The second and third accused (Lefty Kosie and Outlwile Aston) were previously accused of interference when they were caught in possession of cellphones in prison. They were further accused of planning to kill the deceasedâ€™s brother, who is currently the guardian to the children of the deceased.
Ookeditse indicated that Outlwile had earlier went to challenge the magistrateâ€™s decision of denying him bail at the High Court before Judge Michael Motlhabi.
â€śThe third accused approached the High Court and made a bail application, which was dismissed on the same day,â€ť Ookeditse said.
However, even after the High Court verdict on their bail application, the duo (Kosie and Aston) has once again applied for bail this week.
Ookeditse plead with the court to stop the accused from abusing the court process.
â€śYesterday, Directorate of Public Prosecutions (DPP) received papers of his bail application filed before the Broadhurst Magistrates Court. However, the papers do not speak to changed circumstances, therefore this back and forth about bail must be put to a stop,â€ť said the State prosecutor.
While giving evidence before court, the Investigations Officer, Detective Inspector Quite Zhalamonto, said his investigations have proved that there is interference continuing regarding the accused trio.
He told the court that on the 12thÂ of January 2023, he received a report from Thato Aston, who is the son of the accused and the deceased. The son had alleged to the Investigation Officer that he received a call from one Phillip Molwantwa.
According to Zhalamonto, Thato revealed that Molwatwa indicated that he was from prison on a visit to the Outlwile Aston and went on to ask where he was staying and where his siblings (Astonâ€™s children) are staying.
â€śThato revealed that Phillip went on to ask if he or his siblings saw their father murdering their mother, and he was referring to the crime scene. Thato told me that he, however, refused to answer the questions as he was afraid especially because he was asked about where him and his siblings stay,â€ť said Zhalamonto.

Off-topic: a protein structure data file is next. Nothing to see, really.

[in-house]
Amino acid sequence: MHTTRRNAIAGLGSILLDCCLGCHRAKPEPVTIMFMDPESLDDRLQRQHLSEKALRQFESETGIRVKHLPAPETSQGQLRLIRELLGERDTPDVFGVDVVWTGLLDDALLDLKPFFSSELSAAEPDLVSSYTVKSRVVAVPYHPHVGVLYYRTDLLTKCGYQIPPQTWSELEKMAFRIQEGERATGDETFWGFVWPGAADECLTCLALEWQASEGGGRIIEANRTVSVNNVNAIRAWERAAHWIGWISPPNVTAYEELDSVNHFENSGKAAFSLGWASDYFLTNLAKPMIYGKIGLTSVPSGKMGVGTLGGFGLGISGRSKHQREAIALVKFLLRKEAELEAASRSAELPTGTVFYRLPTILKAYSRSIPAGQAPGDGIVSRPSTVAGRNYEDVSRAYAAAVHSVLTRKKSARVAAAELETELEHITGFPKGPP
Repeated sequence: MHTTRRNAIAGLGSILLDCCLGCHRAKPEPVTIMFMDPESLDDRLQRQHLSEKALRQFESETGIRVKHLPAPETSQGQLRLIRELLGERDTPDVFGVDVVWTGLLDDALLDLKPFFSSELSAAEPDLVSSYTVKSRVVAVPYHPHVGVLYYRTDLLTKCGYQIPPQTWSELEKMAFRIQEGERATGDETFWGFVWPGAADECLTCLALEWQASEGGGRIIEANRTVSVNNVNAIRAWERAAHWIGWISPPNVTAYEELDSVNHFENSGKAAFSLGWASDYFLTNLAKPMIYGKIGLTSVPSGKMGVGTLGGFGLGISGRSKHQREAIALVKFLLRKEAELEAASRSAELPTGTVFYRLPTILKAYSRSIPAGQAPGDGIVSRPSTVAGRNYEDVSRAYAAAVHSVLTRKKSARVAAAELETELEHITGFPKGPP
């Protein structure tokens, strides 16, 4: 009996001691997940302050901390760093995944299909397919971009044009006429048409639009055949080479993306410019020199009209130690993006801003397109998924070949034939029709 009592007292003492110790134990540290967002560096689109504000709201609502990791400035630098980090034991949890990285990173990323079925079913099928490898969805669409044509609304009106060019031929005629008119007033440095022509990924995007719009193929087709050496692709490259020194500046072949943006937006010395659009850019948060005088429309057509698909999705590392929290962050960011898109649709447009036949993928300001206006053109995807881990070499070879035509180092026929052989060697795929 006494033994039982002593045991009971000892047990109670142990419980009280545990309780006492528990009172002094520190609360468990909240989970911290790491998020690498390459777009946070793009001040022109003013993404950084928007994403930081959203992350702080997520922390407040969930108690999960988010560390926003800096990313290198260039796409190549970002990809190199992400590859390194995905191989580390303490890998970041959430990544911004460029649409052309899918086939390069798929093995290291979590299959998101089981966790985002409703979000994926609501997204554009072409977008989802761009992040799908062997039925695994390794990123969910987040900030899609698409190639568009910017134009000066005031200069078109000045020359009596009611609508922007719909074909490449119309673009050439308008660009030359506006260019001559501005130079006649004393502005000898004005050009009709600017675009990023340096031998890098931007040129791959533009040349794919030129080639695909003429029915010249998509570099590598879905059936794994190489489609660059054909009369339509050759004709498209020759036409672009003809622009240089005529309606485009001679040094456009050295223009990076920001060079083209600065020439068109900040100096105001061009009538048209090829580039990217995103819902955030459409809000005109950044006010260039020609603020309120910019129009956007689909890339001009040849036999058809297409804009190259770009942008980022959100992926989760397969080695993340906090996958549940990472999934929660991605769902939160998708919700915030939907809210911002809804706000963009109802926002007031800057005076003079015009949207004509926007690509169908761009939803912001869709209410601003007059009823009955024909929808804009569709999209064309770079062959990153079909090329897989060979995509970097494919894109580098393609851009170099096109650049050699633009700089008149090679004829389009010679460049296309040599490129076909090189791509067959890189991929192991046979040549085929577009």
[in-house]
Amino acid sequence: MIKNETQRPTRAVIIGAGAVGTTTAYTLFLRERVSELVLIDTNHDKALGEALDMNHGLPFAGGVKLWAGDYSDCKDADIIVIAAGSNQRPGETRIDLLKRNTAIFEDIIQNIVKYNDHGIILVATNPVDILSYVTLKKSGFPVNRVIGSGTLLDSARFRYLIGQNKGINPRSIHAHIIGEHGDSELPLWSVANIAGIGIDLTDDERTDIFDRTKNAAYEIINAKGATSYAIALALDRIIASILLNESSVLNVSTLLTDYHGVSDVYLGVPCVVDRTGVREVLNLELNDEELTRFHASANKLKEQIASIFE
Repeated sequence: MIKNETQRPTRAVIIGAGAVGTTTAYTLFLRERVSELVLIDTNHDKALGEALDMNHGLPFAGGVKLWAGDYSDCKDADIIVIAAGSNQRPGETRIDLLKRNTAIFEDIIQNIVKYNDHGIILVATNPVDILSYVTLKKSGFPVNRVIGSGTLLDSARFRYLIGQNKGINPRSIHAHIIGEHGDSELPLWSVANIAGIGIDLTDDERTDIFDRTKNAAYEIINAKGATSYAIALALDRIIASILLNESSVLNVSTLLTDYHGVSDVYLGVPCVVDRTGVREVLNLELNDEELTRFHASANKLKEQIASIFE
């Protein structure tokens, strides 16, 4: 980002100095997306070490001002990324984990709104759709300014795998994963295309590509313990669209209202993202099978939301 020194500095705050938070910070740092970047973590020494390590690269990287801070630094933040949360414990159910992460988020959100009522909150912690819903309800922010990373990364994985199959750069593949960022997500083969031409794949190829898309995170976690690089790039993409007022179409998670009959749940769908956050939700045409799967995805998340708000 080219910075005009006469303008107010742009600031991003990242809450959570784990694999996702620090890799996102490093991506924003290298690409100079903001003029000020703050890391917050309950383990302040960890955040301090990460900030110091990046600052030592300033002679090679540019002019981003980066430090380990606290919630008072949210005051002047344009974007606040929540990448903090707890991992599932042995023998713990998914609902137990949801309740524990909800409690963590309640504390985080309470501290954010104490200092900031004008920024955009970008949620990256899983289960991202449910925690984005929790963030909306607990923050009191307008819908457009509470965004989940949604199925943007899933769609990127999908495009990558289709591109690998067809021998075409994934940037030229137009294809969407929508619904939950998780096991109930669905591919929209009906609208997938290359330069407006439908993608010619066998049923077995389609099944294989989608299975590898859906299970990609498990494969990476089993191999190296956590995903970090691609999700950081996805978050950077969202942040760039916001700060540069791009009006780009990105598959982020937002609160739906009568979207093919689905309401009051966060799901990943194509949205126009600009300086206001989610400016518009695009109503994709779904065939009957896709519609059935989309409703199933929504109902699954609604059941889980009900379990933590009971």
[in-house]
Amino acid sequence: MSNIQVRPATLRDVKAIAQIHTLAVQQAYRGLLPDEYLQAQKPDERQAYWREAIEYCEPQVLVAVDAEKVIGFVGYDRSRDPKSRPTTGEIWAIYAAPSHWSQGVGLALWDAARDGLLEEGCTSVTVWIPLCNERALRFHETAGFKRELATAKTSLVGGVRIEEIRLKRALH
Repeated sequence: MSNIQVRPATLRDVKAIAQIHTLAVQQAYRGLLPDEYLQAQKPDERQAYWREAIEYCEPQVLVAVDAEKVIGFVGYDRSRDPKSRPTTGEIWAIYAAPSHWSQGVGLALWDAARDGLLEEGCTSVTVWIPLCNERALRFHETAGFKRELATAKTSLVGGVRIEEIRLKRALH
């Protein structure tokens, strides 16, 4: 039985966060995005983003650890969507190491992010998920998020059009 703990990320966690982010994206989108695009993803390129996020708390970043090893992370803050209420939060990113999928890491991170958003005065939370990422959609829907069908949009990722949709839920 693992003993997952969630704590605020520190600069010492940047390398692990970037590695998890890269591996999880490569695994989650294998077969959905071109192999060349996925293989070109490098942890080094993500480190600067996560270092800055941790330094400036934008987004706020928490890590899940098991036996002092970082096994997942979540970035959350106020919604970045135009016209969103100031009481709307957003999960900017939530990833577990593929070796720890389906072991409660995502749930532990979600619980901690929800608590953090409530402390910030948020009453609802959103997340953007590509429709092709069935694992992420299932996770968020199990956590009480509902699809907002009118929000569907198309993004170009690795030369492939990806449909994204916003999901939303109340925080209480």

Zhalamonto alluded to the court that he then went to Orange to confirm the communication between Thato and Molwantwa where he found the case.
â€śI have arrested Philip yesterday and when I interviewed him, he did not deny that he knows Aston and that he has indeed called Thato and asked questions as to where him and his siblings resides even though he failed to give reasons for asking such questions,â€ť Zhalamonto told the court.
He further revealed that Molwantwa indicated that he had received a call from an unknown man who refused to reveal himself.
â€śPhillip told me that the unknown man said he was sent by the accused (Aston), and that Aston had instructed him to tell me to check if there was still some money in his bank accounts, and he also wanted to know where the kids were residing, the unknown man even asked him to meet at Main Mallâ€ť the Investigation Officer told the court.
He further informed the court that he is working tirelessly to identify the â€śunknown callerâ€ť and the route of the cell number.
Furthermore, the fourth accused,Â Kebaleboge Ntsebe, has revealed to the court through a letter that she was abused and tortured by the Botswana Police Services. She wrote in her letter that she suffered miscarriage as a result of being beaten by the police.